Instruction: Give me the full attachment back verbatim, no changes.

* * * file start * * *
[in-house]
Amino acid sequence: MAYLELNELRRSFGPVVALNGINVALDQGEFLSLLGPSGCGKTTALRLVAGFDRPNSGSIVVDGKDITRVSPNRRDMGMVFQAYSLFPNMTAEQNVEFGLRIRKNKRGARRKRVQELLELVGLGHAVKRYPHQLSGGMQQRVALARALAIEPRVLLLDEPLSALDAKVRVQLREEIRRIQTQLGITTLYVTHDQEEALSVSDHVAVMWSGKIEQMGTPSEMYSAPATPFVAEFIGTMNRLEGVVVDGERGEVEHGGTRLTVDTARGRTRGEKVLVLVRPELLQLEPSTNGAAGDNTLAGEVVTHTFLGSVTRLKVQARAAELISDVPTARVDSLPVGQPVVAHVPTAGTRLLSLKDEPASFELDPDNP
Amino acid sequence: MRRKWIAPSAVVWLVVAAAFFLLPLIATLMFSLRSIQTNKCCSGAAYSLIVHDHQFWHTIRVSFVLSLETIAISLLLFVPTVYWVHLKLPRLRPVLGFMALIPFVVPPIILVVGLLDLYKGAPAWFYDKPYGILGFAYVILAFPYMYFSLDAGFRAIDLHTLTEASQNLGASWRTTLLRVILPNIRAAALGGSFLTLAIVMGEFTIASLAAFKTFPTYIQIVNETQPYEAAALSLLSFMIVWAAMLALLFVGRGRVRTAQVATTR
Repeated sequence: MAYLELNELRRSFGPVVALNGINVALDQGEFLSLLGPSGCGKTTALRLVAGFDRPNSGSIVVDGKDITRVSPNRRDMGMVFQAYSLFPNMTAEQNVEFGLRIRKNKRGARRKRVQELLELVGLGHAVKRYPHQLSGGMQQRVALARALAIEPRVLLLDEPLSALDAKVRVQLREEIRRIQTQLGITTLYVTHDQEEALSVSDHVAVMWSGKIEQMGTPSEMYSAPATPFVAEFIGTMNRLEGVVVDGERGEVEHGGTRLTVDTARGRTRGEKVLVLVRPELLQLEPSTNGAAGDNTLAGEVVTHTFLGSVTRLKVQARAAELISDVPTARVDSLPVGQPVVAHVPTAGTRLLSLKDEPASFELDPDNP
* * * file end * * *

[in-house]
Amino acid sequence: MAYLELNELRRSFGPVVALNGINVALDQGEFLSLLGPSGCGKTTALRLVAGFDRPNSGSIVVDGKDITRVSPNRRDMGMVFQAYSLFPNMTAEQNVEFGLRIRKNKRGARRKRVQELLELVGLGHAVKRYPHQLSGGMQQRVALARALAIEPRVLLLDEPLSALDAKVRVQLREEIRRIQTQLGITTLYVTHDQEEALSVSDHVAVMWSGKIEQMGTPSEMYSAPATPFVAEFIGTMNRLEGVVVDGERGEVEHGGTRLTVDTARGRTRGEKVLVLVRPELLQLEPSTNGAAGDNTLAGEVVTHTFLGSVTRLKVQARAAELISDVPTARVDSLPVGQPVVAHVPTAGTRLLSLKDEPASFELDPDNP
Amino acid sequence: MRRKWIAPSAVVWLVVAAAFFLLPLIATLMFSLRSIQTNKCCSGAAYSLIVHDHQFWHTIRVSFVLSLETIAISLLLFVPTVYWVHLKLPRLRPVLGFMALIPFVVPPIILVVGLLDLYKGAPAWFYDKPYGILGFAYVILAFPYMYFSLDAGFRAIDLHTLTEASQNLGASWRTTLLRVILPNIRAAALGGSFLTLAIVMGEFTIASLAAFKTFPTYIQIVNETQPYEAAALSLLSFMIVWAAMLALLFVGRGRVRTAQVATTR
Repeated sequence: MAYLELNELRRSFGPVVALNGINVALDQGEFLSLLGPSGCGKTTALRLVAGFDRPNSGSIVVDGKDITRVSPNRRDMGMVFQAYSLFPNMTAEQNVEFGLRIRKNKRGARRKRVQELLELVGLGHAVKRYPHQLSGGMQQRVALARALAIEPRVLLLDEPLSALDAKVRVQLREEIRRIQTQLGITTLYVTHDQEEALSVSDHVAVMWSGKIEQMGTPSEMYSAPATPFVAEFIGTMNRLEGVVVDGERGEVEHGGTRLTVDTARGRTRGEKVLVLVRPELLQLEPSTNGAAGDNTLAGEVVTHTFLGSVTRLKVQARAAELISDVPTARVDSLPVGQPVVAHVPTAGTRLLSLKDEPASFELDPDNP